Nurses are an important part of any patient’s healthcare team. They care for people in many different settings and specialties. Some nurses, such as case managers, work behind the scenes and may never meet patients even though they are working to coordinate their hospital discharge. Most nurses take care of patients in person, whether in the hospital or outpatient center or sometimes in the patient’s home. Some nurses work with patients mainly by phone. In most settings, nurses spend more time with patients than doctors.
Nurses perform several job functions that help people get better, reach and maintain health goals, and reduce the chance of getting complications. Nurses teach patients self-care skills such as how to prevent problems after surgery, how to take new medications, and when to call the doctor.They monitor their patients’ health status and help manage medical problems. Nurses work in collaboration with doctors and the rest of the healthcare team to create a plan of care that addresses all of the patient’s needs. Their compassionate care helps to comfort and support patients during some of the most challenging times of their lives. Nurses are also advocates and are often the patient’s voice when they are too weak or scared to speak.
There are many types of nurses that care for patients along their cancer journey. Some of these nurses are oncology nurses who specialize in the care of patients with cancer. Other nurses specialize in related areas like GI/Endoscopy, critical care, and surgery. There are several types of oncology nurses that patients may encounter either in and/or out of the hospital. Oncology nurses may be staff nurses or may have leadership roles like managers, charge nurses, or educators. They may work with children or adults. Many oncology nurses are certified in oncology care, no matter which role they play. Here is a list of some of the types of oncology nurses.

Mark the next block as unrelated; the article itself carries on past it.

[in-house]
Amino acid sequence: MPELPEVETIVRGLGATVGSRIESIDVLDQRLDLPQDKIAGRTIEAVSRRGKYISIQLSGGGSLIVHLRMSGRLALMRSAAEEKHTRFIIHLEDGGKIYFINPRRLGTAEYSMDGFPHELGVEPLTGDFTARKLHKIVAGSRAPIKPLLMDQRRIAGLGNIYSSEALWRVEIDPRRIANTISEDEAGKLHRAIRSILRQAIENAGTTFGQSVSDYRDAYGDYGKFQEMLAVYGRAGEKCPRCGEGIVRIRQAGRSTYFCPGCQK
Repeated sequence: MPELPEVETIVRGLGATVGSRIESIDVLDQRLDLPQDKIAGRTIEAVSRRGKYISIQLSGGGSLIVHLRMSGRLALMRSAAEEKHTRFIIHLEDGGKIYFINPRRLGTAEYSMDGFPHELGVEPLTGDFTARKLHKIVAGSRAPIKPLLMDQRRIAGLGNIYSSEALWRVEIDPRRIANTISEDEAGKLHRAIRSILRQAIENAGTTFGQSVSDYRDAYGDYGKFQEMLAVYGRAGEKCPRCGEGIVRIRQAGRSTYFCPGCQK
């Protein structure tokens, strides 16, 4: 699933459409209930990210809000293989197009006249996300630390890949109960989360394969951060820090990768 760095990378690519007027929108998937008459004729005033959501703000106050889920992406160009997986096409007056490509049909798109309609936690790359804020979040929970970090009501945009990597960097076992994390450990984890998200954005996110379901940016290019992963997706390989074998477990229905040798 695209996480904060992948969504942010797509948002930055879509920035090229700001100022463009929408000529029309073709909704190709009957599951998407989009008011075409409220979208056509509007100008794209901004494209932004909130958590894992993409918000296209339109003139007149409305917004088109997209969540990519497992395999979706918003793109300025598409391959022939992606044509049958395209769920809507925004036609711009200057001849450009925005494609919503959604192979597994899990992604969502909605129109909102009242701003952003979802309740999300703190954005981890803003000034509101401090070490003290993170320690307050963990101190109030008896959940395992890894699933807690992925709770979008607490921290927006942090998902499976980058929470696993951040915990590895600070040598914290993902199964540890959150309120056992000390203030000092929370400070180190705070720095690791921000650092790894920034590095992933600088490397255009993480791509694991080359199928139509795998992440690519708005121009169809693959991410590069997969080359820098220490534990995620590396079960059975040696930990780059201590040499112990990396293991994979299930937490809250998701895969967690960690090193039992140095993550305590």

- Inpatient Nurses specialize in taking care of hospitalized cancer patients, sometimes on a dedicated oncology unit. These nurses are with patients 24/7 and perform many different types of skills. In addition to routine medical-surgical nursing care, these nurses are trained to recognize and manage problems related to cancer and cancer treatment. Many oncology nurses are also certified to give chemotherapy.
- Office or Ambulatory Nurses work in outpatient settings like medical offices and outpatient cancer centers. These nurses educate patients, coordinate care and may be involved in clinical trials. They may also administer drugs and IV fluids, draw blood and help the healthcare providers with procedures.
- Infusion Nurses work in infusion centers in the hospital or outpatient setting. They administer chemotherapy drugs, educate patients about the drugsand monitor for side effects. Patients getting chemotherapy usually form a close bond with their infusion nurses.
- Nurse Navigators are nurses who help guide patients throughout their cancer care journey. They are a constant point of contact and provide ongoing emotional support for patients and families. Nurse Navigators help patients understand their disease process and treatment options. They also help decrease barriers to care by connecting patients with community resources.
- Advanced Practice Nurses (APNs) are nurses with an advanced nursing degree such as Nurse Practitioners (NP) and Clinical Nurse Specialists (CNS). They work independently but closely with doctors to manage the care of patients. They see patients in the hospital and/or in a medical office. Nurse Practitioners and Clinical Nurse Specialists (with prescriptive authority) can diagnose conditions, manage symptoms and prescribe medications, diagnostic tests and treatment. Both of these types of APNs may also work in education, research and/or supervisor roles.
May is Oncology Nursing Month, a time designated to celebrate all of the kinds of oncology nurses and their dedication to cancer patients. May 6-12 is National Nurses Week which celebrates all nurses across the nation.